More Wire enthusiasm – tv as high art

Now that a fair bit of the latest Wire series has been on, it’s due for another fanatic reassessment. This series has been less immediately engaging but demanding immediate engagement from the Wire seems oddly immoral, given its depth.

Hence, this will be the start of a more serious appraisal of the Wire. Basically, it is magical in the way it looks at every level of an American city with perfect clarity, while still being totally successful as standard tv narrative. It’s not exactly escapist, though. You have to have a clear head to watch it. You’ll still miss half the things it’s saying. Or more, in my case, as I feel the need for subtitles in some parts.

One of the themes of the Wire has always been the way formal and informal societies mirror each other. For instance, Stringer Bell had a sales conference for his street dealers with a tedious presentation and yes men asking flattering questions. (If you’ve ever worked anywhere, you’ve been there.) In Series 4, they are making these points (maybe a little too obviously) in terms of education and politics.

The opening titles always turn out to have surprising resonances in any case, but, in this series, the opening titles scream circularity – with a circular image in almost every scene. There are lots of circular themes, among them, the way that culture is transmitted across generations. The school is a focus of a few well meaning attempts to rescue the kids. This is achieved partly by the University project fronted by the legalising ex-police chief – which is building on the knowledge that the corner kids have – and partly by the teacher – who was a crazed nerd policeman – providing food and clothes and interesting maths lessons. The ex-con with a boxing gym is trying to become a good role model as well as save some of the kids from trouble. Their small successes are trapped in a context of test-driven educational policies that run counter to real education, lack of resources and the overwhelmingly sordeid environment.

The efforts of the good police chief and the ex-policeman teacher and the ex-con boxer are mirrored in the lessons in killing that are provided by Marlowe’s minions to kids barely old enough to tie their own shoelaces. Marlowe’s two sidekicks are an apparently himocidal little girl and an older cold and psychopathic man. They make the Barksdales seem like choirboys. Omar clearly has the high moral ground, not least when Marlowe fits him up by killing a shop assistant (collateral damage in pursuit of a goal) and threatening the shop owner to claim he wittnessed Omar.

(In the most recent episode, they have been instructed to kill the would-be New York intruders on the Baltimore turf and leave bodies, contrary to their current success in disappearing any signs of their murders. They devise a bizarre test, based on intimate knowledge of local music, that even one of them is unable to pass. The first person in the street who refuses to provide the right answer is shot, seemingly at random, with his body left to be discovered and supposedly send a message to the New York gangs. The utter pointlessness and stupidity of this typifies Marlowe’s rule.)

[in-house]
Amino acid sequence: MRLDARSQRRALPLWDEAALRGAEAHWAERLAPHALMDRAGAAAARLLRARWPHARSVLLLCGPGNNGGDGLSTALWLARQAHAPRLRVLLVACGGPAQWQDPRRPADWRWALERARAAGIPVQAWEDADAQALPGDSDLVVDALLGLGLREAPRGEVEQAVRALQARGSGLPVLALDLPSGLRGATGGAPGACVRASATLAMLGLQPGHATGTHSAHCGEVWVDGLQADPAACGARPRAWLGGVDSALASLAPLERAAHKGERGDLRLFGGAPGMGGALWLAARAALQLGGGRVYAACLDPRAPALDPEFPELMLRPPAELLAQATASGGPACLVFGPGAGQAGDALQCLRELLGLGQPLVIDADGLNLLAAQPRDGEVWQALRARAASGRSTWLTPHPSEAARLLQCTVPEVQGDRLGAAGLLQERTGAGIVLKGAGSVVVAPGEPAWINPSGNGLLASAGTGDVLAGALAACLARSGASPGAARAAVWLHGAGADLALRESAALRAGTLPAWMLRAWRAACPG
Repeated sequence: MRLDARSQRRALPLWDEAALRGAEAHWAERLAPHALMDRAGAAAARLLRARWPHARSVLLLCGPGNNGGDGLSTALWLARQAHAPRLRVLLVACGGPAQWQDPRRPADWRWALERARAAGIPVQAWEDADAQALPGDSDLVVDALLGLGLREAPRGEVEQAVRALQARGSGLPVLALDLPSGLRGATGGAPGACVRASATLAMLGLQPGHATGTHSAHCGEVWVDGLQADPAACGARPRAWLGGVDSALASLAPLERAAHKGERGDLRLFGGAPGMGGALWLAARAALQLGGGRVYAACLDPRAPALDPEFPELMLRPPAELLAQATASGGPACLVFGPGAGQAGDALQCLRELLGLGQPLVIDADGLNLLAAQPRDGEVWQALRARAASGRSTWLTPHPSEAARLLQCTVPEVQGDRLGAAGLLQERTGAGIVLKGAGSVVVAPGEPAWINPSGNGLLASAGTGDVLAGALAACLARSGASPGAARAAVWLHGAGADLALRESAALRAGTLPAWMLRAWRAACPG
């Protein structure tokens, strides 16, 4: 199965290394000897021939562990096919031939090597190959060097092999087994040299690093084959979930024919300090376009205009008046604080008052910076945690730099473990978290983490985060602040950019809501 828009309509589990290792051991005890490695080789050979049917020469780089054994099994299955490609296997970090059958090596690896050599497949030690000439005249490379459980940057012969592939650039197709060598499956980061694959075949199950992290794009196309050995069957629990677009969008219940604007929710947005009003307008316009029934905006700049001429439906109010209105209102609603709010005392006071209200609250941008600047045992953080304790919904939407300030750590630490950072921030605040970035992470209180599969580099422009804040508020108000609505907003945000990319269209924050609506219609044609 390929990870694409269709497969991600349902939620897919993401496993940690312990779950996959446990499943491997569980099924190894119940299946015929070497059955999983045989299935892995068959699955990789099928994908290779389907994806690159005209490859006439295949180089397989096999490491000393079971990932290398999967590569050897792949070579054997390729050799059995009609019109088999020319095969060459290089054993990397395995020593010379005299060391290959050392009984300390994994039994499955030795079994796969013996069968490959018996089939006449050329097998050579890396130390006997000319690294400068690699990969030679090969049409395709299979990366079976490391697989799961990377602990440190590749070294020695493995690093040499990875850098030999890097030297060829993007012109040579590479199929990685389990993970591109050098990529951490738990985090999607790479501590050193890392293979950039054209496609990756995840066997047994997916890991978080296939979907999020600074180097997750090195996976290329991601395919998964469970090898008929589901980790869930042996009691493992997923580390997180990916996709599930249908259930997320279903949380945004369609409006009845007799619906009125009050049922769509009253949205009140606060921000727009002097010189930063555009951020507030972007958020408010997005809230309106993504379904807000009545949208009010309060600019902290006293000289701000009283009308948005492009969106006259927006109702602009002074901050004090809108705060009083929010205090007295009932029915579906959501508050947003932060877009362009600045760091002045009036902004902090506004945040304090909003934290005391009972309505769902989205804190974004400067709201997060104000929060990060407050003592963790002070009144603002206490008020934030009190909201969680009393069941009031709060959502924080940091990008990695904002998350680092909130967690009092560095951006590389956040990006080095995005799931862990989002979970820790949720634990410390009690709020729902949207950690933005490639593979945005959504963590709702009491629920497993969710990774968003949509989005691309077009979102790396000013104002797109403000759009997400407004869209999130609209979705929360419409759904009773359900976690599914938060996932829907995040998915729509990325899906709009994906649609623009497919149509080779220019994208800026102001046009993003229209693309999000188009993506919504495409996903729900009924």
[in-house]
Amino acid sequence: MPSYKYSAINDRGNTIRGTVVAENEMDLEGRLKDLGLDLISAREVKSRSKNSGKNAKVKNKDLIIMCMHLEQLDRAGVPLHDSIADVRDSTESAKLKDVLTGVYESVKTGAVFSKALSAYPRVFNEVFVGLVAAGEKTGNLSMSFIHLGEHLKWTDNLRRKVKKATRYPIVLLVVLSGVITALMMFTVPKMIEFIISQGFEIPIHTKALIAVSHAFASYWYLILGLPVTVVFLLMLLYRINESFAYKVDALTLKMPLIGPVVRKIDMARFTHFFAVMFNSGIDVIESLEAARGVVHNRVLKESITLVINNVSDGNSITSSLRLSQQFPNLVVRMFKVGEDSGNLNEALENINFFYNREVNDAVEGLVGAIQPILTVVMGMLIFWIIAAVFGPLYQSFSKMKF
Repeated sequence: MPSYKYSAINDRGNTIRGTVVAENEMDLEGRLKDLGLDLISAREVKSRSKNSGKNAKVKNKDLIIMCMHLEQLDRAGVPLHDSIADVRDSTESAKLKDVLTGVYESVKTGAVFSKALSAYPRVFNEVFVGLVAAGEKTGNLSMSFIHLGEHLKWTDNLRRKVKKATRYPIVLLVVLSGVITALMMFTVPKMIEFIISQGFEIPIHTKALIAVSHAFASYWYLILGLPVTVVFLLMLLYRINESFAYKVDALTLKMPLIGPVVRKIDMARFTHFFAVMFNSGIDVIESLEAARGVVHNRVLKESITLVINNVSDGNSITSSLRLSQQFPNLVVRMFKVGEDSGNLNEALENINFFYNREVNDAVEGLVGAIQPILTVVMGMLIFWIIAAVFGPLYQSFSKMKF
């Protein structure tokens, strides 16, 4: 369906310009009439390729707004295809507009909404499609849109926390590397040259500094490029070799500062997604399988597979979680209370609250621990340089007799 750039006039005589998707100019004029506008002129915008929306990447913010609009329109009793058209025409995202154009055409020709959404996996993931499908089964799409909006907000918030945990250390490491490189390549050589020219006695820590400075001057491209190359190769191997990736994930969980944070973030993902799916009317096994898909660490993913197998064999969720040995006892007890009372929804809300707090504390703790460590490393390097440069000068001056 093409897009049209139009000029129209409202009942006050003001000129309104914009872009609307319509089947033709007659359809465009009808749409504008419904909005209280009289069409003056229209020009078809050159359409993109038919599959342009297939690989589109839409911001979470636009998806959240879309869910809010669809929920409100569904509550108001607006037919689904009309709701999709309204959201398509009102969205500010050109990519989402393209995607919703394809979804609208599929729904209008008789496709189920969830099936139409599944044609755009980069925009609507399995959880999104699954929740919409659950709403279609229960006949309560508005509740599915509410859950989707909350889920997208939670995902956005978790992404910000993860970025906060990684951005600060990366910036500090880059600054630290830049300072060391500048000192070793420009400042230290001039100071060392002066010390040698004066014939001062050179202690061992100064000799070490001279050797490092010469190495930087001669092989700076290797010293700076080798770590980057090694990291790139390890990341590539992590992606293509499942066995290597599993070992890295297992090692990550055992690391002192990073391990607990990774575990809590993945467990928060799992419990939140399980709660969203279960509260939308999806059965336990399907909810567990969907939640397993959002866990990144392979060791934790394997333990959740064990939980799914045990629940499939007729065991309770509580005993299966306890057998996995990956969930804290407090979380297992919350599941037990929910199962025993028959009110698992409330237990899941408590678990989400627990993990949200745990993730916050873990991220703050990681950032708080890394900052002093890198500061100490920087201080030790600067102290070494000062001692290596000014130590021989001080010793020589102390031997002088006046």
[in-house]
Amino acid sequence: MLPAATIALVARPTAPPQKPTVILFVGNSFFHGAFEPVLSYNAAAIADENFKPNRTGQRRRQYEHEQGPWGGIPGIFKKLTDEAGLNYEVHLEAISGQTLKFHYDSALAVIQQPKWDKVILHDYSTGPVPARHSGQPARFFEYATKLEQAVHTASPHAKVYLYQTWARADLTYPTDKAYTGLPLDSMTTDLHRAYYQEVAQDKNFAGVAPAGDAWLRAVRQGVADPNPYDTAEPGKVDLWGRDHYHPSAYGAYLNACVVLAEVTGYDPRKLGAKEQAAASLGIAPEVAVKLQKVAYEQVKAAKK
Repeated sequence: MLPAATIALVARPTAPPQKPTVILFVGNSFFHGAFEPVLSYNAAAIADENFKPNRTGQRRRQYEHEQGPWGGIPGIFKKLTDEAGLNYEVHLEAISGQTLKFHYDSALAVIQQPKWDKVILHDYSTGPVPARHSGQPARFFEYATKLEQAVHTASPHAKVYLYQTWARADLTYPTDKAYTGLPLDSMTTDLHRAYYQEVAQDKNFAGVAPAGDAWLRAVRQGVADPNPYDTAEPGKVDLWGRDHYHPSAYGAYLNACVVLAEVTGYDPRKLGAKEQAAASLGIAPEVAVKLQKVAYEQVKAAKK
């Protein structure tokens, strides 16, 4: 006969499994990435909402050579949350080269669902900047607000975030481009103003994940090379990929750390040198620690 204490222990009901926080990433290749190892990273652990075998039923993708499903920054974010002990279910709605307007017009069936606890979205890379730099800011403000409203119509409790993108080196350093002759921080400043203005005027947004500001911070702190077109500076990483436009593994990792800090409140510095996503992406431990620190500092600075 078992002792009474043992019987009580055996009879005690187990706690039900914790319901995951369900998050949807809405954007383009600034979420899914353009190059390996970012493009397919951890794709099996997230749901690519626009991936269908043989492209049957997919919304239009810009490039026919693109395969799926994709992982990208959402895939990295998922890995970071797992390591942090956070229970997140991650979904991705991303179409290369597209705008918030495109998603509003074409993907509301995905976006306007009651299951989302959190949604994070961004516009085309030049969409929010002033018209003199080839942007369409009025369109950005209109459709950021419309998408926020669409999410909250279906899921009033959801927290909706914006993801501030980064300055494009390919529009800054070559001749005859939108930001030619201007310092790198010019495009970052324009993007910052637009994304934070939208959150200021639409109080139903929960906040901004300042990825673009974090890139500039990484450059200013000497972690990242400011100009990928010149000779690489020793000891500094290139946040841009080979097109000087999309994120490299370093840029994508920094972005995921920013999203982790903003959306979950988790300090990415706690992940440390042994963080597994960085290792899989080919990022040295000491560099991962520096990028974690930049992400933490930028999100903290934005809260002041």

The political stuff is very good, but less interesting as narrative than the street stuff, partly because it has telegraphed its message too much. Throughout his journey to becoming Mayor-elect, Carcetti has been as slimy as he always appeared. however, he seems to be about to do something right, for once, by choosing the old Wire boss as a Colonel. But, of course, he is putting the truly evil Rawls in as the police chief. The circularity theme suggests that it will be no time before the former levels of corruption and political manoeuvring are restored with a new cast in power.

The titles are themselves worthy of a fair bit of study. Each series has the same song sung in a different style (are you getting the resonance, here?) There is always a collection of images that crop up in the series and are both beautifully shot and subtly significant to the story lines. Each is followed by a quote from a character in the episode, which gathers resonance when you finally hear it and understand the concept.

In fact, the Wire is a true masterwork of television. US tv is getting better and better, while British tv is descending ever deeper into a reality celebrity home improvement swamp that is so far beneath the lowest common denominator that you would need an IQ in single digits to watch it some nights. If any tv series ever gets better than the Wire, there should really be a nobel prize for it.